Dietary supplementation of aspartate enhances intestinal integrity and energy status in weanling piglets after lipopolysaccharide challenge.J Nutr Biochem. 2014 Apr; 25(4):456-62.JN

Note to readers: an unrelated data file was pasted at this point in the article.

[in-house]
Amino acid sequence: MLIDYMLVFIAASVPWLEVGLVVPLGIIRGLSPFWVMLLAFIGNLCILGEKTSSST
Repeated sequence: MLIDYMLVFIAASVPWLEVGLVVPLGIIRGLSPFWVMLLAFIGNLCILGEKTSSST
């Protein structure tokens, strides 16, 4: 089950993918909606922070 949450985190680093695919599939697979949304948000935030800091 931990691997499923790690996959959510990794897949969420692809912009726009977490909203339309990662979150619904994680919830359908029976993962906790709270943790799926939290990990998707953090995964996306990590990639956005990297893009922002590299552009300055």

The intestine has a high requirement for ATP to support its integrity, function and health, and thus, energy deficits in the intestinal mucosa may play a critical role in intestinal injury. Aspartate (Asp) is one of the major sources of ATP in mammalian enterocytes via mitochondrial oxidation. We hypothesized that dietary supplementation of Asp could attenuate lipopolysaccharide (LPS)-induced intestinal damage via modulation of intestinal energy status. Twenty-four weanling piglets were allotted to one of four treatments: (1) nonchallenged control, (2) LPS-challenged control, (3) LPS+0.5% Asp treatment, and (4) LPS+1.0% Asp treatment. On day 19, pigs were injected with saline or LPS. At 24 h postinjection, pigs were killed and intestinal samples were obtained. Asp attenuated LPS-induced intestinal damage indicated by greater villus height and villus height/crypt depth ratio as well as higher RNA/DNA and protein/DNA ratios. Asp improved intestinal function indicated by increased intestinal mucosal disaccharidase activities. Asp also improved intestinal energy status indicated by increased ATP, ADP and total adenine nucleotide contents, adenylate energy charge and decreased AMP/ATP ratio. In addition, Asp increased the activities of tricarboxylic acid cycle key enzymes including citrate synthase, isocitrate dehydrogenase and alpha-oxoglutarate dehydrogenase complex. Moreover, Asp down-regulated mRNA expression of intestinal AMP-activated protein kinase α1 (AMPKα1), AMPKα2, silent information regulator 1 (SIRT1) and peroxisome proliferator-activated receptor gamma coactivator-1α (PGC1α) and decreased intestinal AMPKα phosphorylation. These results indicate that Asp may alleviate LPS-induced intestinal damage and improve intestinal energy status.